Tehran - Iranian authorities have approved a law to raise the age at which girls can get married without their parents' consent to 13 from nine and for boys to 15 from 14, newspapers said on Sunday.

The decision by Iran's Expediency Council arbitration body watered down a bill passed by the reformist-dominated parliament in 2000 which tried to raise the age of consent to 15 for girls and 18 for boys to cut teenage marriages and ease criticism of Iran's human rights record.

That bill was vetoed by the Guardian Council, a 12-man body dominated by conservative clerics whose job it is to ensure legislation conforms to Islamic Sharia law.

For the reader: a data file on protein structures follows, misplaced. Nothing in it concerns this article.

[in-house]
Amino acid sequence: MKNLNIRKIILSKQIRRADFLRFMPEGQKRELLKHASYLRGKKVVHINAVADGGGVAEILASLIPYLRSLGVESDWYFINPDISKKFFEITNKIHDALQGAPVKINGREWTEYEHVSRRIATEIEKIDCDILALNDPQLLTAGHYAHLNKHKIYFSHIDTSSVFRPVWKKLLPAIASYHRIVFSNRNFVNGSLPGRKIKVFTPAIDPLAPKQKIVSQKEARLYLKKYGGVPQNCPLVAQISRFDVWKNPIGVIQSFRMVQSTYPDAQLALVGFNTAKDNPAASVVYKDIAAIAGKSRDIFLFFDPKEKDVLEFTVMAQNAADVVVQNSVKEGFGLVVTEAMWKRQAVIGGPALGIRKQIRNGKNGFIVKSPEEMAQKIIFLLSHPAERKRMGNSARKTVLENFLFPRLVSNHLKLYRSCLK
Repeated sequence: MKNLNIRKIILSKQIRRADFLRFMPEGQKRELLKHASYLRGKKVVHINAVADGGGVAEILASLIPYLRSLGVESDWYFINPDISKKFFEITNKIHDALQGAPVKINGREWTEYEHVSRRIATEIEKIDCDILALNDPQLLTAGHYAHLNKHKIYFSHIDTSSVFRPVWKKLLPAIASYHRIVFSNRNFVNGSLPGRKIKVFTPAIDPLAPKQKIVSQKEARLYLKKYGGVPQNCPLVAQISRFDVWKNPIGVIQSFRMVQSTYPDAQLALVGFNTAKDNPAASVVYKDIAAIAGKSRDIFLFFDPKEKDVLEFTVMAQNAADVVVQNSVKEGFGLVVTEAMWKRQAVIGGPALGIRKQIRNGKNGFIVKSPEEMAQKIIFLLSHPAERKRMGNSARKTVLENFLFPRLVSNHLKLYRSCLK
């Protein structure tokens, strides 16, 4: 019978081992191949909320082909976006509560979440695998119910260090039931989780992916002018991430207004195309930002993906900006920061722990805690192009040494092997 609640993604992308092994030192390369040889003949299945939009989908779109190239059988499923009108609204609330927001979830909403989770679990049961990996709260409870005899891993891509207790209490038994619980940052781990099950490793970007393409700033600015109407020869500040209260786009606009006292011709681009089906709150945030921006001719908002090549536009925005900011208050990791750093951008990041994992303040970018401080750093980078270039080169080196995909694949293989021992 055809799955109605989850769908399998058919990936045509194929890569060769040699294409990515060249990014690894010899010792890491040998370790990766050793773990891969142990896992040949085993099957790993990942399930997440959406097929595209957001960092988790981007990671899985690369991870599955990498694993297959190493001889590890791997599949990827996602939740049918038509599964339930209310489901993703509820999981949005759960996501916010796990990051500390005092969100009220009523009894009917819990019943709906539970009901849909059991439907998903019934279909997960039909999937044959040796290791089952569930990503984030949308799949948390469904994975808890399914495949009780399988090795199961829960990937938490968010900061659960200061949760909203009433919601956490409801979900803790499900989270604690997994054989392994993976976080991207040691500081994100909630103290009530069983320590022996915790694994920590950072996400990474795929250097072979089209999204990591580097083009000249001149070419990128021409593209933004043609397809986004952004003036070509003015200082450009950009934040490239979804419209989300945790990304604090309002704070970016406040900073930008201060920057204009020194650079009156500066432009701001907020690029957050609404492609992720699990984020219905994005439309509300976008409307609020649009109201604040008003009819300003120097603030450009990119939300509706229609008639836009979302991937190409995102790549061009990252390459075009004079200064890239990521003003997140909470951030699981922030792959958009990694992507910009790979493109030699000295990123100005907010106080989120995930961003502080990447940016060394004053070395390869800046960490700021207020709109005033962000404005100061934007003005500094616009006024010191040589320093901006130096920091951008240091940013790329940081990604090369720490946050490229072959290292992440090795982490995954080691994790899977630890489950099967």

Iran's clerical establishment has promoted marriage as a means to combat what it calls immorality amongst youth.

The Expediency Council is charged with arbitrating in disputes between parliament and the Guardian Council.

The arbitration body ruling does not change the age at which children can get married - nine for girls and 14 for boys - but says girls below the age of 13 and boys younger than 15 need their parents' permission and the approval of a "righteous court".

Reformists said the new law did not protect children since most of those who married at a young age did so under pressure from their parents.

European Union countries have pointed to the low legal age of marriage in Iran as an example of its poor human rights.